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I have a file containing this XML data:

<?xml version="1.0" encoding="utf-8"?>
<root>
  <item>
    <tag1>some text</tag1>
    <tag2><![CDATA[http://url1.com]]></tag2>
    <tag3 />
    <tag4>not empty node</tag4>
  </item>
  <item>
    <tag1>some other text</tag1>
    <tag2><![CDATA[http://www.url.com]]></tag2>
    <tag3 />
    <tag4 />
  </item>
</root>

(and a lot more XML inside)

I am trying to write a Bash script to remove some of the XML. Namely, I want to remove every <item> element that has an empty <tag4> child element.

Therefore I want to find <item> then find <tag4/> then find </item>, group this and replace with an X char.

I haven't even got up to the grouping yet, I have got stuck on doing a regex over multiple lines.

Running on Mac OSX

This is what I have got:

 perl -pn -e "s/<item>[\s\S]*<tag4 \/>/X/g" $XML_FILENAME > new_folder/$XML_FILENAME

if I remove the [\s\S]* (which means any space character or any character, I can replace the <item> tag, but I can't get to the next tag or next line.

(I also tried echo// and sed getting stuck in a similar position)

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You must escape the slash: <tag4 \/> –  Casimir et Hippolyte Jun 26 '13 at 15:26
    
@CasimiretHippolyte sure, just a typo –  Blundell Jun 26 '13 at 15:28

5 Answers 5

up vote 2 down vote accepted

try this:

s/<item>(?>[^<]++|<(?!tag4))*<tag4 \/>(?>[^<]++|<(?!\/item>))*<\/item>/X/g

This pattern avoids the newline problem because it doesn't use the dot.

Explanations

detail of (?>[^<]++|<(?!tag4))*

(?>                # open an atomic group
      [^<]++       # all that is not a < one or more times (possessive)
    |              # OR
      <(?!tag4)    # a < not followed by tag4
)*                 # close the atomic group, repeat zero or more times

Using this trick, I am sure that what follows is <tag4 (or the end of the string)

I use atomic groups (?>..) and possessive quantifiers ++ for more performances, but you can replace them by normal groups (?:..) and greedy quantifiers +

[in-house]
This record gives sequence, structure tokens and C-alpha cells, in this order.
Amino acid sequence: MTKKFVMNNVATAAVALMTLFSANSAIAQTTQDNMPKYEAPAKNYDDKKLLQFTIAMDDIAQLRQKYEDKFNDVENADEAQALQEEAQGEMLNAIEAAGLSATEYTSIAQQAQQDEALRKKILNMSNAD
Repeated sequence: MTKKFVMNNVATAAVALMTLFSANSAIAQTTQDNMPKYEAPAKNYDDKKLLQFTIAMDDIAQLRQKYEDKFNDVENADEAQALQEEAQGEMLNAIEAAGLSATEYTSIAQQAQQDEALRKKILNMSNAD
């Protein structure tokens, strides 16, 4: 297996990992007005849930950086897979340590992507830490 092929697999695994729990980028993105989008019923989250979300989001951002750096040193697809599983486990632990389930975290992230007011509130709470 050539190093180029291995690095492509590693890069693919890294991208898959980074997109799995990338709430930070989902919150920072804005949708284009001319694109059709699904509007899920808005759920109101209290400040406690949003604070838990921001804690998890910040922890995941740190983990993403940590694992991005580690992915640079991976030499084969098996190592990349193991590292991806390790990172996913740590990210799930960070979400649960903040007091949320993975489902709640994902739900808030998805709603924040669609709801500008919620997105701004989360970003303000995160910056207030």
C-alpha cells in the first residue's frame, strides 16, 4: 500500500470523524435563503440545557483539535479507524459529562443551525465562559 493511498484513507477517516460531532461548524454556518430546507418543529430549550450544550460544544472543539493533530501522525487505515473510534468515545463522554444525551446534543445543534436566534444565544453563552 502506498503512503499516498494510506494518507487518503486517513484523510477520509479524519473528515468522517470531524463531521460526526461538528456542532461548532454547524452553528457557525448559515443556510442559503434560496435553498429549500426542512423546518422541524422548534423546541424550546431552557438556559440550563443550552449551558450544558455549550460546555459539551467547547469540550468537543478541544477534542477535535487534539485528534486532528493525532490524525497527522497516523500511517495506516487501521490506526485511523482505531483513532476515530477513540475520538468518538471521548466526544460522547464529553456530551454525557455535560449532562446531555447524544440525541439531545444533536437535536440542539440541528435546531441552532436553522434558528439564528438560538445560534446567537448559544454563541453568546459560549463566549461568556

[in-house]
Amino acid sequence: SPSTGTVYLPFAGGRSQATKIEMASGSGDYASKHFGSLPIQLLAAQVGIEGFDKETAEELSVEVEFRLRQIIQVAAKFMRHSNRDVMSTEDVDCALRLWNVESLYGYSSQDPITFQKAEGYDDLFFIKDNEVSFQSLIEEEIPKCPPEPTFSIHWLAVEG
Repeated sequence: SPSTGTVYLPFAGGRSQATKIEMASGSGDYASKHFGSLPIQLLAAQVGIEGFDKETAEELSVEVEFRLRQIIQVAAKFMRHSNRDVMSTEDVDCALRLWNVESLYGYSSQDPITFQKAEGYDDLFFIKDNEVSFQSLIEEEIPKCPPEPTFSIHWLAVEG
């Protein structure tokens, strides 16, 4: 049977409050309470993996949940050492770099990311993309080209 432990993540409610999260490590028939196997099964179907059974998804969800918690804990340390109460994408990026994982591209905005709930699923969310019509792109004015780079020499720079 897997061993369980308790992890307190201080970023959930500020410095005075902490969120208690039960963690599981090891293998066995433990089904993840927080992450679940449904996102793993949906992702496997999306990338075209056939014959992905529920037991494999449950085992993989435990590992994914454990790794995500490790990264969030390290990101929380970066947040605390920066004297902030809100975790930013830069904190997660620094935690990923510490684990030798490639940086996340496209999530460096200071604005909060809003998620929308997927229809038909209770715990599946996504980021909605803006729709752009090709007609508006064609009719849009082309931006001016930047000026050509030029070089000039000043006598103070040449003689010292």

Notices

Or you can just use a lazy quantifier replacing [\s\S]* by [\s\S]*?

Note that with perl you can use the dotall mode instead of [\s\S] adding the s modifier:

 (?s).*          # the dot matches newlines
 (?-s).*         # the dot doesn't match newlines (default behavior)
share|improve this answer
    
Nope sorry your first reg ex doesn't work. Could you explain each part of it though? maybe I can make it work –  Blundell Jun 26 '13 at 15:40
    
@Blundell: sorry i have made a mistake, it is corrected. Explanations coming soon. –  Casimir et Hippolyte Jun 26 '13 at 15:41
    
Works I just had to add BEGIN{undef $/;} before s/.. –  Blundell Jun 26 '13 at 16:01
1  
The reason it didn't work and why the dot isn't relevant is it's (command) line oriented in the OP. perl -0777 ... will do the equivalent of the BEGIN block you discovered. –  Ashley Jun 26 '13 at 16:31

Using regular expressions to process XML is impractical. You should use a proper Perl module.

This short program uses XML::Twig to process the file whose name is passed as a command-line parameter. It sends the modified XML to STDOUT.

use utf8;
use strict;
use warnings;

use XML::Twig;

my $twig= XML::Twig->new(pretty_print => 'indented');
$twig->parsefile($ARGV[0]);

for my $twig ($twig->findnodes('/root/item')) {
  $twig->delete unless $twig->findvalue('tag4') =~ /\S/;
}

$twig->print;

output

<?xml version="1.0" encoding="utf-8"?>
<root>
  <item>
    <tag1>some text</tag1>
    <tag2><![CDATA[http://url1.com]]></tag2>
    <tag3/>
    <tag4>not empty node</tag4>
  </item>
</root>
share|improve this answer

Better use an actual XML parser for this (e.g. XML::LibXML) and select empty <tag4> nodes with an XPath expression:

#!/usr/bin/env perl

use strict;
use warnings;
use XML::LibXML;

my $xml = XML::LibXML->new->parse_file('/path/to/input.xml');

$_->unbindNode for $xml->findnodes('//item[not(tag4/text())]');

print $xml->toString;

If you want to directly save the modified XML to a file, replace the line

print $xml->toString;

with

$xml->toFile('/path/to/output.xml');
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1  
$_->unbindNode for $xml->findnodes('/root/item[not(tag4/text())]') –  Borodin Jun 26 '13 at 16:05
    
@Borodin Even better. Thanks for pointing that out. –  Ansgar Wiechers Jun 26 '13 at 16:10
    
nice idea, didn't realise you could get this in a bash script –  Blundell Jun 26 '13 at 16:27

One way with GNU awk:

awk '
BEGIN {
    ORS=""
    RS="<[/]?item>"
    f1="<item>"
    f2="<\/item>"
}
!/<tag4 \/>/ && NF { 
    print ($0~/tag/)?f1 $0 f2:$0
}' xmlfile
share|improve this answer

this works but needs a little work :

 perl -00 -ne 's/<item>.*<\/tag4>.*<\/item>/X/gs;print "$_\n";' test.xml 
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